The soap operas —seven-minute long instalments— are available on the internet featuring storylines about different types of kidnapping.
New soap opera, comic and apps being used to tackle kidnappings in Mexico
A new soap opera, comic and app are the latest weapons being used to tackle the epidemic of kidnappings in Mexico.
Experts have worked with victims and their loved-ones – as well as kidnappers - to develop innovative ways to stop the crime as it remains a major issue in the country, affecting thousands of people.
Kidnapping remains shrouded in taboo and victims and the general population feel uncomfortable talking about it, so it often remains unreported and there are no reliable official statistics. The public often have limited faith in the ability of the police to deal with kidnappings.
The Telenovelas and app are designed to encourage people of different generations to talk about kidnapping and plan how to face the threat of this crime.
In Mexico a kidnapping is only recognised by law when families receive a ransom call, but many do not get contacted because it is often related to a series of other crimes such as sex trafficking, slave labour and organ harvesting.
The aim of the three-year study, part-funded by the Newton Fund, is to help people think about how they would respond if they or someone they knew was kidnapped, and to give them strategies to cope with the danger.
The project, M.A.K.E – Mobile Solutions Against the Kidnapping Epidemic - is led by academics Dr Conor O’Reilly from the University of Leeds and Dr Ernesto Schwartz-Marin from the University of Exeter and is supported by the Newton Fund. The team interviewed young people held in juvenile detention centres convicted of kidnapping offences.
The research team spoke to relatives of those who have been kidnapped and disappeared in Mexico’s Northern borderlands, asylum-seekers who have sought refuge from kidnap-risk and those activists who assist them. They also spoke to wealthy people who relocated north across the border to insulate their families from kidnap-risk in Mexico; smuggled migrants who are exposed to kidnapping at an almost industrial level and cross-border private security consultants who guard clients from kidnap risk. Also participating in the research were local businesses and other groups who had confronted the threat of kidnapping and law enforcement officials.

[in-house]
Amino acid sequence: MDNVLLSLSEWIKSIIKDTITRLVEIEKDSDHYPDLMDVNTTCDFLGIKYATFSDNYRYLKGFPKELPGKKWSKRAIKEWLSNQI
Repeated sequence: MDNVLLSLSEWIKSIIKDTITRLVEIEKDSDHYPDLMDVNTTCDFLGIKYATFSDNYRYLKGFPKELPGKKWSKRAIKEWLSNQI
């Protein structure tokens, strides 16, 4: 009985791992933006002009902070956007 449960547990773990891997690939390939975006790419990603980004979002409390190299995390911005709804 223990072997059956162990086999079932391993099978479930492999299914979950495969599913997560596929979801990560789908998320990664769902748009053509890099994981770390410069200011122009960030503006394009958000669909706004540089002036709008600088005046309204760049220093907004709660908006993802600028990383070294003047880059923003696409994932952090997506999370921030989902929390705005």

In Mexico researchers conducted over 60 interviews with victims of kidnapping, NGOS, authorities, policemen and perpetrators in Mexico City, Morelos, Veracruz, Tamaulipas and Guerrero to understand how to prevent kidnapping and grave security threats, and to understand how bands of kidnappers operate.
The soap operas —seven-minute long instalments— are available on the internet featuring storylines about different types of kidnapping. Researcher hope they will help tackle the silence around the issue when families watch them together. The telenovela, called Amor Secuestrado (‘Kidnapped Love’), is coproduced with the Mexican grassroots filmmakers, VerdeAzul Producciones.
The comic, from the artist Maldito Perrito, is available on Instagram, and will also be shared during workshops in schools and universities. Those involved in the project hope they will appeal to teenagers who will then share the messages with their families.
The app, designed to act as a form of emergency security planning with an integrated panic button, allows people to notify their friends and family if they are kidnapped. It allows families to put together a security plan if the worst happens and assign roles in advance so they can form an emergency response committee and enact pre-arranged actions. The app also acts as a place to gather data about kidnapping.
Dr Schwartz-Marin, who is an assistant director of the Global Systems Institute, said: “The authorities do not seem to have the resources to deal with potentially thousands more cases if the definition of kidnapping was expanded. But if we don’t think differently about kidnapping only those who are wealthy will be supported, and other people who never receive a ransom call, or have contact with kidnappers, will continue to be left to their own devices.
“These resources help people plan ahead, tackle taboos and talk about what is often unthinkable, but happens more often in Mexico than it should. They will help give relatives greater support.”
Dr O’Reilly said: “During our participatory workshops in Mexico we found out that 85 per cent of our interviewees and research participants did not want to even think that kidnapping could happen to them, and thus refused to plan for such state of events. Kidnapping is indeed a challenging topic. However, we hope the telenovelas provide a suitable medium to break taboos around kidnapping and incentivise the creation of security plans to combat insecurity by blending education with entertainment.”
Videogames linked with the soap will be launched in the coming months to help the research team to test and fine tune the app.
Date: 22 July 2020